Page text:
Motorcycle Insurance Towson MD
Finance & Insurance Numbers
At GSA we track benchmarks through our involvement with dealer groups, such as the Best Operators Club. The BOC group's by-laws require that all members provide accurate dealership operations data on a monthly basis. Some of the members have kindly consented to let us share their numbers from our real-time, web-based data reporting system.
This column explores the F&I department benchmarks and dealer data. Future columns will address the numbers from the other departments. We will discuss what we measure, and why, as well as examine the current BOC benchmarks.
The charts presented here depict actual December '07 F&I Department numbers for one of the BOC dealers. This is a fair-sized, multi-line dealership located in a southern town of around 65,000 people. There are no major metropolitan centers nearby. This dealer maintains a high-quality facility and stocks a wide product selection.
Their total unit volume for motorcycles, ATVs, UTVs and PWCs in 2007 was just more than 1,200 units. They have become the dominant dealer in the region, due in large part to their well-trained, professional staff and their commitment to outstanding customer service. This fact is demonstrated by the volume they sell in a relatively small market. What's more, this dealer is not getting these numbers by discounting his prices. Chart 1 verifies this. He is at or above most of the benchmarks and above the TBOC (which stands for Top Best Operators Club in a category see "Lingo").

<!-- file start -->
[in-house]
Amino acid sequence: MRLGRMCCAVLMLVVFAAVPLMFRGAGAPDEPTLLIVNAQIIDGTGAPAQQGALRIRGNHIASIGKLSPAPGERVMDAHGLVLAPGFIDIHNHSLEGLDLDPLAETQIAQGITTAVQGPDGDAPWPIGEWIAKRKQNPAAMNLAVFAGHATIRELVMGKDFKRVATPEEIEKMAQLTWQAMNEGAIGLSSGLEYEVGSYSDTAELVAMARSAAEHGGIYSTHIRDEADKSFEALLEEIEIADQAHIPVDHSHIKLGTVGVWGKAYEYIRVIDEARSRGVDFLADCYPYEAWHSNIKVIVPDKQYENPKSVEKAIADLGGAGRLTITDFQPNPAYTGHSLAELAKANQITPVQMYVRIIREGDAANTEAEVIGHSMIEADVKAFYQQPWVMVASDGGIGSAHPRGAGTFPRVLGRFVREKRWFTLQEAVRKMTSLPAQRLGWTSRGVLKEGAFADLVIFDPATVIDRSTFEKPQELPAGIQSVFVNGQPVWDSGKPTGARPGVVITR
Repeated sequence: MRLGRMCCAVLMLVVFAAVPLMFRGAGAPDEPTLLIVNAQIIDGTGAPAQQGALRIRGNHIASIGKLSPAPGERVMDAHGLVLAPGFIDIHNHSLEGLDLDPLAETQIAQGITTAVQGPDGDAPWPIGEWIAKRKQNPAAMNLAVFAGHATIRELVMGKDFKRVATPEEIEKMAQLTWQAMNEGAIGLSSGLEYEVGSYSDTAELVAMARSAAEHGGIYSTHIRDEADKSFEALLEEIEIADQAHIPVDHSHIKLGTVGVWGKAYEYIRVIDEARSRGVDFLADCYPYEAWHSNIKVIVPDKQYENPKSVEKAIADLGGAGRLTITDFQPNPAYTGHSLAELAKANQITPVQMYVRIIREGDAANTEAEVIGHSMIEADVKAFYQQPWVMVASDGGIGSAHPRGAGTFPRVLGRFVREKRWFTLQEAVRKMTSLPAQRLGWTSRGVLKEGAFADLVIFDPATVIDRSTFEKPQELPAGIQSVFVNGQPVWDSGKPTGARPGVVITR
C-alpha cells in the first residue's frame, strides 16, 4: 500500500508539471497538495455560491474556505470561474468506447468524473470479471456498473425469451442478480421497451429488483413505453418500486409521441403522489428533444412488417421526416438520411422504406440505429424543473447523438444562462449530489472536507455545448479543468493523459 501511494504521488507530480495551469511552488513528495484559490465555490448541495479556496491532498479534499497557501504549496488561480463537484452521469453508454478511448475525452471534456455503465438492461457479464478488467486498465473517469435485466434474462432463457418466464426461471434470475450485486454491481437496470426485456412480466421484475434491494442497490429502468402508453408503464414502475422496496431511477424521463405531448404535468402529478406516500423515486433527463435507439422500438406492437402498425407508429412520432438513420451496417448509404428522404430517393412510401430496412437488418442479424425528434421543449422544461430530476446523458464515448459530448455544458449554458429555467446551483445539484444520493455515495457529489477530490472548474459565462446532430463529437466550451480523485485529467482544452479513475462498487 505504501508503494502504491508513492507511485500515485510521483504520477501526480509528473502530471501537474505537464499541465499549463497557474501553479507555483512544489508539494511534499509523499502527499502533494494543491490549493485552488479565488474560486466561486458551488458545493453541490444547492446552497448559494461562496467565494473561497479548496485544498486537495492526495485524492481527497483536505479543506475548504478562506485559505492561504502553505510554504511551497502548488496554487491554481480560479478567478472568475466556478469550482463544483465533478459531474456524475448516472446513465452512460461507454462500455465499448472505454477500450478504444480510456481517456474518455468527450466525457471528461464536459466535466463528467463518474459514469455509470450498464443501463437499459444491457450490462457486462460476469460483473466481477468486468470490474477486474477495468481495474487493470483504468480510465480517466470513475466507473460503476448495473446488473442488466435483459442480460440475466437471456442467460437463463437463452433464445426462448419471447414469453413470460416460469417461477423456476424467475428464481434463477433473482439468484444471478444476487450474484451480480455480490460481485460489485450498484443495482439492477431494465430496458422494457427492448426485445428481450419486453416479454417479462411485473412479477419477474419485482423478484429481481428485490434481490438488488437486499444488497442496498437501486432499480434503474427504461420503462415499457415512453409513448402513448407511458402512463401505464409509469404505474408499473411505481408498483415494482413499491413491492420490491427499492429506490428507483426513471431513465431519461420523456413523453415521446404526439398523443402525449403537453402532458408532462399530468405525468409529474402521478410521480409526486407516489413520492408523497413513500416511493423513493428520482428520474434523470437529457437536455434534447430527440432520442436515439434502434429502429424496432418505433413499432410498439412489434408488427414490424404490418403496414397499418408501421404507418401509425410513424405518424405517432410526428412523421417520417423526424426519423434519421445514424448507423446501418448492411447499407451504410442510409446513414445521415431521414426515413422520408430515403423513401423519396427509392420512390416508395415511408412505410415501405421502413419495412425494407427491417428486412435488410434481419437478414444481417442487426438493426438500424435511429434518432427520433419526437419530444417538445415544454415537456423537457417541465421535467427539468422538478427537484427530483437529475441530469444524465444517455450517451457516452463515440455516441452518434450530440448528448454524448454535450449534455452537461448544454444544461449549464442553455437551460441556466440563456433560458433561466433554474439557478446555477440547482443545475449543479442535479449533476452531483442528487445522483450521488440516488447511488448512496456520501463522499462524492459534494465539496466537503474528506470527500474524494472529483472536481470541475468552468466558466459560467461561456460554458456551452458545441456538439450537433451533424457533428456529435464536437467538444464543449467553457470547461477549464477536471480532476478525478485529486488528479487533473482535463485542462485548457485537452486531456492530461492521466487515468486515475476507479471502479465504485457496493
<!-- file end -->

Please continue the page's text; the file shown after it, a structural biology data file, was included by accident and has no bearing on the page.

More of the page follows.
This dealer had one manager and one support person processing all the F&I customers. This is a highly-capable and productive F&I team. They had 312 deals financed inside and only three deals went to outside financing. This means this dealer is exceptional at conversions. They were able to convert customers from financing with banks, credit unions or even paying cash to dealer financing. Why is this important? In the following charts this dealer averaged over $500 in finance profit alone! In addition, customers who finance with you are much more likely to buy additional F&I products as well as clothing and accessories.
Applications submitted, turn-downs and approved applications that did not buy also need to be tracked and monitored. Following up with any customers who were approved but did not buy is extremely important. All this data provides important information that management can use to develop processes that improve the performance of the F&I department.
This dealer is very good at F&I. Just look at the 79% of deals financed and the 68% ESC penetration. As you can also see from chart 2, they have beaten many of the benchmarks as set by the BOC members and are out-performing the TBOC significantly.